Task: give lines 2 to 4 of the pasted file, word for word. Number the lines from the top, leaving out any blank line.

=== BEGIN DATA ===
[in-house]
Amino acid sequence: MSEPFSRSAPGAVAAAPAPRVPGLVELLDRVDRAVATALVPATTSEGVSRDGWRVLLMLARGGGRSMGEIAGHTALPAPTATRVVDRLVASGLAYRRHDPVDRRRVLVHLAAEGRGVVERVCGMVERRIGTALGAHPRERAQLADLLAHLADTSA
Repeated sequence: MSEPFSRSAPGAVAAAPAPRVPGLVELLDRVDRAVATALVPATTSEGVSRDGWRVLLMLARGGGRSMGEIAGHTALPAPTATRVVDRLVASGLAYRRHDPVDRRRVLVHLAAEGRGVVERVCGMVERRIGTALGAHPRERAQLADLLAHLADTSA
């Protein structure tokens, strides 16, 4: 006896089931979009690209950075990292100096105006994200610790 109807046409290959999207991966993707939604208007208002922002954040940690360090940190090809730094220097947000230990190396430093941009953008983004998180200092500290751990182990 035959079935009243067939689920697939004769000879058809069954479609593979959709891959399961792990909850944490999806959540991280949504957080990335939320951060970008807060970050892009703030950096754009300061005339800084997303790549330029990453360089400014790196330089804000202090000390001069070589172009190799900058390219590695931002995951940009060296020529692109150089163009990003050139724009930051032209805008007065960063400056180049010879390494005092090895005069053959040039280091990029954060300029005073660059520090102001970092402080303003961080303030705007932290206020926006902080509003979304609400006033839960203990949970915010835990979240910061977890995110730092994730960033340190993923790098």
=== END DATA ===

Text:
Amino acid sequence: MSEPFSRSAPGAVAAAPAPRVPGLVELLDRVDRAVATALVPATTSEGVSRDGWRVLLMLARGGGRSMGEIAGHTALPAPTATRVVDRLVASGLAYRRHDPVDRRRVLVHLAAEGRGVVERVCGMVERRIGTALGAHPRERAQLADLLAHLADTSA
Repeated sequence: MSEPFSRSAPGAVAAAPAPRVPGLVELLDRVDRAVATALVPATTSEGVSRDGWRVLLMLARGGGRSMGEIAGHTALPAPTATRVVDRLVASGLAYRRHDPVDRRRVLVHLAAEGRGVVERVCGMVERRIGTALGAHPRERAQLADLLAHLADTSA
């Protein structure tokens, strides 16, 4: 006896089931979009690209950075990292100096105006994200610790 109807046409290959999207991966993707939604208007208002922002954040940690360090940190090809730094220097947000230990190396430093941009953008983004998180200092500290751990182990 035959079935009243067939689920697939004769000879058809069954479609593979959709891959399961792990909850944490999806959540991280949504957080990335939320951060970008807060970050892009703030950096754009300061005339800084997303790549330029990453360089400014790196330089804000202090000390001069070589172009190799900058390219590695931002995951940009060296020529692109150089163009990003050139724009930051032209805008007065960063400056180049010879390494005092090895005069053959040039280091990029954060300029005073660059520090102001970092402080303003961080303030705007932290206020926006902080509003979304609400006033839960203990949970915010835990979240910061977890995110730092994730960033340190993923790098």